21 Pros and Cons of Having Ferrets as Pets [Explained]


Today, we’re diving into the world of ferrets – these curious and playful creatures that can brighten up any home with their antics. But like any other pet, having a ferret has its own set of pros and cons.

As much as we adore their playfulness and unique personality traits, it’s essential to understand the challenges that can come with owning one.

So, whether you’re considering getting a ferret, or just interested in learning more about them, stick around as we explore the advantages and disadvantages of having a ferret as a pet.

What is a Ferret?

A ferret is a small, carnivorous mammal that belongs to the same family as the weasel, the Mustelidae. They typically have brown, black, white, or mixed fur, and are known for their elongated, flexible bodies and their mischievous and playful nature.

Domesticated for thousands of years, ferrets have been used for hunting rodents and rabbits, and more recently, have become popular pets.

Ferrets have an average length of 20 inches (51 centimeters), which includes a 5-inch (13 cm) tail. They usually weigh between 1.5 to 4 pounds (0.68 to 1.8 kilograms).

They are intelligent and social creatures, and when they are not sleeping — which is often for long periods — they are very active.

One unique aspect of ferrets is that they are crepuscular, which means they are most active during the dawn and dusk hours. This sleeping pattern is something potential ferret owners should be aware of, as it differs from many other common pets.

The average lifespan of a ferret is around 5-10 years when given proper care. This is a longer commitment compared to smaller rodents, but shorter than dogs and cats, which can make them a good middle-ground option for some pet owners.

Fun Fact: When a ferret's hair turns yellow, it can be a result of a condition known as fur staining. Ferrets have natural oils in their skin that, when combined with saliva or other substances, can cause the fur to discolor over time.

Understanding Ferrets’ Behavior and Lifestyle

Before we dive into the specific pros and cons of owning a ferret, let’s first familiarize ourselves with their unique behavior and lifestyle. This will give us a deeper understanding and context for the advantages and disadvantages we’re about to discuss.

Ferrets are known for their high energy levels and playful behavior. They love to explore their surroundings, often bounding around in a frenzied manner, which is often referred to as the “ferret war dance”.

This kind of playful behavior can be highly entertaining for their owners.

Their curiosity knows no bounds, which can lead them to squeeze into tight spaces, or even hide household items. It’s not uncommon for ferret owners to find missing keys or socks in the ferret’s hiding spot!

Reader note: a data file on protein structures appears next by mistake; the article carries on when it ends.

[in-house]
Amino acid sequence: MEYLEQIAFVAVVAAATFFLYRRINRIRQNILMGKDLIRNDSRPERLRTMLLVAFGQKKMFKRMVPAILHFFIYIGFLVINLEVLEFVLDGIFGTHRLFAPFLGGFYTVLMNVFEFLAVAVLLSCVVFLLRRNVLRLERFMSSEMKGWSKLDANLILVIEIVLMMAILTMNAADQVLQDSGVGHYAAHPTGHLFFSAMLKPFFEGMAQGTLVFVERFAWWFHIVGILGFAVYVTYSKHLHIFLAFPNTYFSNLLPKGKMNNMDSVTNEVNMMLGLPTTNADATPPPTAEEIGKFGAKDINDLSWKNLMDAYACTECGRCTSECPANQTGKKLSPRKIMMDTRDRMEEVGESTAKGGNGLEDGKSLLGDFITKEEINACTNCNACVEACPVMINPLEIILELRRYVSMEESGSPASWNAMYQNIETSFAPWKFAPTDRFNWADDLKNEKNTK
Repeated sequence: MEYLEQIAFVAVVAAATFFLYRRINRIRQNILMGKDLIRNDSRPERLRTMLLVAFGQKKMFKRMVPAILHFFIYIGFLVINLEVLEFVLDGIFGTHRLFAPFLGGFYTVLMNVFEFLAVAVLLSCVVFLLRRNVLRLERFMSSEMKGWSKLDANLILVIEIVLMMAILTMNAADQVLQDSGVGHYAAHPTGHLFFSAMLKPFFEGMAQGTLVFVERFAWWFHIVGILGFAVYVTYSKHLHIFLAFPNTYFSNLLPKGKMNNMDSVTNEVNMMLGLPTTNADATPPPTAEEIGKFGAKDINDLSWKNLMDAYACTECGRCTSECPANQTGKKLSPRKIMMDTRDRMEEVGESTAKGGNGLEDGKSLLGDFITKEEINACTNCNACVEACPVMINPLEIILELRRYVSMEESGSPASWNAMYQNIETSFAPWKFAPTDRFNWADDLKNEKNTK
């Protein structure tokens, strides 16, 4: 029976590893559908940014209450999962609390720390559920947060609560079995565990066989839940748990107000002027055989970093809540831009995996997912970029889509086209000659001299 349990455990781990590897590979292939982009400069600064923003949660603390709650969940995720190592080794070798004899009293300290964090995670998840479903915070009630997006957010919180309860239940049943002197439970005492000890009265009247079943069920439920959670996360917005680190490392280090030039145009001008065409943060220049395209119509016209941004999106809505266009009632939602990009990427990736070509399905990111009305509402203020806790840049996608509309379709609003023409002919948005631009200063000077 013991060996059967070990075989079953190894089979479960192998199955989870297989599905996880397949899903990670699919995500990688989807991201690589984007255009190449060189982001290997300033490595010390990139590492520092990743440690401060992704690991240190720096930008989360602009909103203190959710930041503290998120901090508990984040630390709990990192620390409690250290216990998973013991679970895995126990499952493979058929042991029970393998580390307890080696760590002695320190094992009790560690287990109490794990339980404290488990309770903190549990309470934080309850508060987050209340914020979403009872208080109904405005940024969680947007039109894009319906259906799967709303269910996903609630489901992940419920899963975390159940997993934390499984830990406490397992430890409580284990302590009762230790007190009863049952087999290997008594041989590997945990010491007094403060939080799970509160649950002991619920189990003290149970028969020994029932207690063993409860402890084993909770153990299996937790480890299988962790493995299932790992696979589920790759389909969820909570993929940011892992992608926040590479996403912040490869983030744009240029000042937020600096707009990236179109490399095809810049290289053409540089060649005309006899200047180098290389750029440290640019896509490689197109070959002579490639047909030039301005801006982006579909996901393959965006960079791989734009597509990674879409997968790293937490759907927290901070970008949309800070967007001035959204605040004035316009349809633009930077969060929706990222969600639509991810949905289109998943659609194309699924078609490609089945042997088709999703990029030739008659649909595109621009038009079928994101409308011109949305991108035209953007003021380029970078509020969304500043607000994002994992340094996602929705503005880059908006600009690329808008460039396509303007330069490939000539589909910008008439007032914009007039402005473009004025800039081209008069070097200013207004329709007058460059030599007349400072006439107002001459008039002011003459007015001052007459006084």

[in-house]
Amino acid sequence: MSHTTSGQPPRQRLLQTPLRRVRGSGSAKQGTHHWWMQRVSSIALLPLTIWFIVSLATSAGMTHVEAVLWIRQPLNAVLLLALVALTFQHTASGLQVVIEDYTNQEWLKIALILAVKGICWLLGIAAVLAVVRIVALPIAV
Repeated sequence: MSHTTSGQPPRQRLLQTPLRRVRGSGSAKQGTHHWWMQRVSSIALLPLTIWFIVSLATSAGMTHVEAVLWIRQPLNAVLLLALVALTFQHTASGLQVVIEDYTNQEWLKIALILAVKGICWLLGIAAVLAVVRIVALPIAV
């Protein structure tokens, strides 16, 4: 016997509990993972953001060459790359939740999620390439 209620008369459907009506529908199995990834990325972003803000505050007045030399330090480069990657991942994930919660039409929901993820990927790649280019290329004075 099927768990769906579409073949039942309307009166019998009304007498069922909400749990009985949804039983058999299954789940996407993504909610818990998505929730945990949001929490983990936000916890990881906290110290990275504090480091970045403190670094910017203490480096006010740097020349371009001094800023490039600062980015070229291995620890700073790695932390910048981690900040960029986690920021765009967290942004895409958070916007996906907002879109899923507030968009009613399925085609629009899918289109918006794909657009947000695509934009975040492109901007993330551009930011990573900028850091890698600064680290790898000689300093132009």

This is part of their natural behavior as they were historically used for hunting burrowing animals, which often involved navigating through tight tunnels.

Ferrets are also quite intelligent and trainable. They can learn to do tricks and follow simple commands. Some owners even manage to litter-train their ferrets, which can make cleaning up after them a little easier.

However, they do have a few distinct behaviors that can pose challenges for some owners. Ferrets have a natural musky odor, and they can be prone to biting if not properly trained.

Moreover, ferrets are strict carnivores, which means their diet mainly consists of meat. Their dietary needs can be a bit more complex compared to other pets.

Fun Fact: If a ferret's hair is turning white, it could be due to a condition called adrenal disease, which affects the production of hormones in the adrenal glands. Adrenal disease can cause a loss of pigmentation in the ferret's fur, resulting in a white or silver appearance.

Pros and Cons of Having Ferrets as Pets

When it comes to having ferrets as pets, there are several considerations to bear in mind. Below, we’ve detailed 21 specific pros and cons that can help you make an informed decision.

Pros of Having Ferrets as Pets

1: Playful and Curious Nature

Ferrets are full of energy and are always ready to play. Their inquisitive nature can be a source of endless entertainment for their owners.

2: Small Size Makes Housing Easier

Ferrets are small pets, which makes it easier to create a comfortable living space for them in most homes.

3: Social Animals

Ferrets are very social creatures. They enjoy the company of their human family and other ferrets.

4: Intelligent and Easy to Train

Ferrets are highly intelligent and can be trained to use a litter box, and perform tricks, making them engaging pets.

5: Long Lifespan for a Small Pet